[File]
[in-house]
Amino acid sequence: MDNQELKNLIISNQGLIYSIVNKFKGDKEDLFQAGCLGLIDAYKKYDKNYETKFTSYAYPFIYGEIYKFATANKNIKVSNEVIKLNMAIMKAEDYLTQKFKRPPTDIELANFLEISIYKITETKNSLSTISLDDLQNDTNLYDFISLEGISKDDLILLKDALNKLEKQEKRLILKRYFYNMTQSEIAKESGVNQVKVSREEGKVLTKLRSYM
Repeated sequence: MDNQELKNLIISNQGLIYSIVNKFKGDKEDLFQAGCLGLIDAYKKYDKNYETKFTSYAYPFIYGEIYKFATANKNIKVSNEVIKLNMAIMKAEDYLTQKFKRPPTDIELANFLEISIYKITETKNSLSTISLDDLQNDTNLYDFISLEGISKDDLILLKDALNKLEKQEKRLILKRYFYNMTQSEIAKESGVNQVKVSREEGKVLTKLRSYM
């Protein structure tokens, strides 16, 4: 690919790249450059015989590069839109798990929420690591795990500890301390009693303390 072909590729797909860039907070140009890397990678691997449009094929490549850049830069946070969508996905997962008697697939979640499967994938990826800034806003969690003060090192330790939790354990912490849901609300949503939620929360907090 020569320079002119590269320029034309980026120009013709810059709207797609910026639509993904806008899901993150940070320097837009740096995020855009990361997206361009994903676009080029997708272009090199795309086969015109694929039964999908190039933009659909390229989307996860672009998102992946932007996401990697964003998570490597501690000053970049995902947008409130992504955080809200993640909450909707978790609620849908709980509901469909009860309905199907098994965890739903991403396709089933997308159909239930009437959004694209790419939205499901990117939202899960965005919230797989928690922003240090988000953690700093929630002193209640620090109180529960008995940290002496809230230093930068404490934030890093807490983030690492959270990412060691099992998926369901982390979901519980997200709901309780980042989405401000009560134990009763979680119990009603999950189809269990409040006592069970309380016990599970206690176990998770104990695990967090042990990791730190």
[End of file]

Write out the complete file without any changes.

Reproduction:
[in-house]
Amino acid sequence: MDNQELKNLIISNQGLIYSIVNKFKGDKEDLFQAGCLGLIDAYKKYDKNYETKFTSYAYPFIYGEIYKFATANKNIKVSNEVIKLNMAIMKAEDYLTQKFKRPPTDIELANFLEISIYKITETKNSLSTISLDDLQNDTNLYDFISLEGISKDDLILLKDALNKLEKQEKRLILKRYFYNMTQSEIAKESGVNQVKVSREEGKVLTKLRSYM
Repeated sequence: MDNQELKNLIISNQGLIYSIVNKFKGDKEDLFQAGCLGLIDAYKKYDKNYETKFTSYAYPFIYGEIYKFATANKNIKVSNEVIKLNMAIMKAEDYLTQKFKRPPTDIELANFLEISIYKITETKNSLSTISLDDLQNDTNLYDFISLEGISKDDLILLKDALNKLEKQEKRLILKRYFYNMTQSEIAKESGVNQVKVSREEGKVLTKLRSYM
């Protein structure tokens, strides 16, 4: 690919790249450059015989590069839109798990929420690591795990500890301390009693303390 072909590729797909860039907070140009890397990678691997449009094929490549850049830069946070969508996905997962008697697939979640499967994938990826800034806003969690003060090192330790939790354990912490849901609300949503939620929360907090 020569320079002119590269320029034309980026120009013709810059709207797609910026639509993904806008899901993150940070320097837009740096995020855009990361997206361009994903676009080029997708272009090199795309086969015109694929039964999908190039933009659909390229989307996860672009998102992946932007996401990697964003998570490597501690000053970049995902947008409130992504955080809200993640909450909707978790609620849908709980509901469909009860309905199907098994965890739903991403396709089933997308159909239930009437959004694209790419939205499901990117939202899960965005919230797989928690922003240090988000953690700093929630002193209640620090109180529960008995940290002496809230230093930068404490934030890093807490983030690492959270990412060691099992998926369901982390979901519980997200709901309780980042989405401000009560134990009763979680119990009603999950189809269990409040006592069970309380016990599970206690176990998770104990695990967090042990990791730190």